I’d like to introduce to you something that could leverage massive results for you in your training and help you avoid training plateaus along the way.
It’s a concept known as Conservation of Variation.
And it’s exactly what it sounds like – conserving variation.
Being thrifty with your use of change in training.
This can involve variants of an exercise. Switching exercises too often or too early can smother adaptations.
Sitting on a group of exercises for too long can cause you to enter a place of training staleness.
An easy solution to this would be to leave some exercise variants out of rotation until they’re needed. Really needed.
So you have some unused options you’ll be highly sensitive to, once you’ve exhausted your current lifts.
Another example of variation overkill can involve whole training programs. Where a person might repeat a program over and over thereby reducing its effectiveness.
Or program hopping before the program has even been completed.
There are other examples but for the sake of brevity, that’s the idea behind conservation of variation.
Ultimately, using just the right amount of variation at the right time can help allow training gains to continue unhindered.
Here’s another example of where folks often go wrong.
Once in a while (and against my better judgement) I’ll agree to look over somebody’s DIY program for them. Programming happens to be my silver bullet so very often I’m chuffed when asked.
But alas, my enthusiasm usually dissolves quicker than a redheads tan.
What I often see are programs that use every known exercise variation for a body part you can imagine. Usually, in an attempt to cover all angles and build a balanced physique.
Probably a small case of FOMO too, I’m sure.
Now, training the body from many angles itself is not a bad thing. It gives you a more complete development, greater balance and movement proficiency.
It also helps to:
- Accumulate training volume, which is a big driver of muscle hypertrophy.
- Target/shape unpracticed or lagging movements and strengthen specific contributing muscles.
When I’m building out a training program, I look for ways to include a proper balance of pushing and pulling movements for both the upper and lower body.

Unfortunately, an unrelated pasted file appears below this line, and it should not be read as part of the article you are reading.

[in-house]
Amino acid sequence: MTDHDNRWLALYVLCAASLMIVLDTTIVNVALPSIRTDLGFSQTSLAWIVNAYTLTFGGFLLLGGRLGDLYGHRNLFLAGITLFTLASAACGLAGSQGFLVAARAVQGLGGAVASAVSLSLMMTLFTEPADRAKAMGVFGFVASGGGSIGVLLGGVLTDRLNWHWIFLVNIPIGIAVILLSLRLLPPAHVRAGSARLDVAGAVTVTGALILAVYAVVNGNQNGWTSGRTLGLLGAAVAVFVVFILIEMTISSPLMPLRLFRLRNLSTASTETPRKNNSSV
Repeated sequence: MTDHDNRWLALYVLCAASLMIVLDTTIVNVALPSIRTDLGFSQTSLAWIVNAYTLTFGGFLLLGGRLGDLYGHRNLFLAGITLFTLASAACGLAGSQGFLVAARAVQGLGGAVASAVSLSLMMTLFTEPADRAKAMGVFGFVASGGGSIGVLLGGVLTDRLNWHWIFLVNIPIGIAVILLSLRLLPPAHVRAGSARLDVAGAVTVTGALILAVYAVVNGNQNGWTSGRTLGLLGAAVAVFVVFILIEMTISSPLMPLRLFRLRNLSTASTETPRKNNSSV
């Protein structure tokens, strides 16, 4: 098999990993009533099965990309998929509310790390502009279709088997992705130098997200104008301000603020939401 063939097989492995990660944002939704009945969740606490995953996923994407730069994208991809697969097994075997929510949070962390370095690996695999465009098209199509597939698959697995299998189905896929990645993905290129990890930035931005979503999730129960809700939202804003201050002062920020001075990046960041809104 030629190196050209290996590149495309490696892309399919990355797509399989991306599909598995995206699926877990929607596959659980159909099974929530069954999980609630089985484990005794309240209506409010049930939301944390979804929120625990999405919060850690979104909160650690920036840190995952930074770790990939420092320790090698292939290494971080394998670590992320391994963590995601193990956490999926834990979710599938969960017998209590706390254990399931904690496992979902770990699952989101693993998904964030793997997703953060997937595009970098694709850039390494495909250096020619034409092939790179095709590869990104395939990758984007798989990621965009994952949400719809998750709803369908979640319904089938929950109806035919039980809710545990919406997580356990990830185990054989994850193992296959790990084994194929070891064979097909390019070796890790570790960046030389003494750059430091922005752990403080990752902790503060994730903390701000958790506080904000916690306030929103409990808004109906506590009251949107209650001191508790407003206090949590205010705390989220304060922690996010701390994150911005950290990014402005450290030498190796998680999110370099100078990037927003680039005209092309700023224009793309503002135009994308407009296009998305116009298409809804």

Proper depending on the context.
It’s also wise to cover different directional biases or force vectors.
What I often see in home-cooked plans is that no exercises are left off the menu. It’s a big list of every lift and angle you could think of.
Now, there are a few things to consider with this ‘cover every possibility’ approach.
The most glaring problem of all is this :
If you use all the most productive or favourite exercises in your current program, you will have fewer variations left to later use or progress towards.
The human body is a very efficient and adaptive organism and will acclimate to a given training stimulus very quickly.
This is where you’ll begin to see your progress slow or stop altogether.
Once your training hits a dreaded plateau and the current group of lifts aren’t giving you what they used to, you’ll need some strategic deviation.
You’ll want a new go-to exercise that you’ll be highly sensitive to, that builds the same or similar qualities, and without losing any of the progress you have built up to this point.
You want to draw out the progression continuum as long as makes sense for your situation.
This is as the heart of conservation of variation.
Another more obvious problem with the ‘leave no exercise behind’ approach is that you may end up doing way more than you need to.
Risking exercise overlap and redundancy and using up valuable recovery ability.
All the hallmarks of a less than ideal training program. Which will make it more difficult to avoid training plateaus.
So, how do we steer this ship of fools clear of the iceberg?
Fear not dear reader, it’s not all doom and gloom. I do come bearing solutions.
Part 2 is thisaway.
Principles, tactics, and massive offence.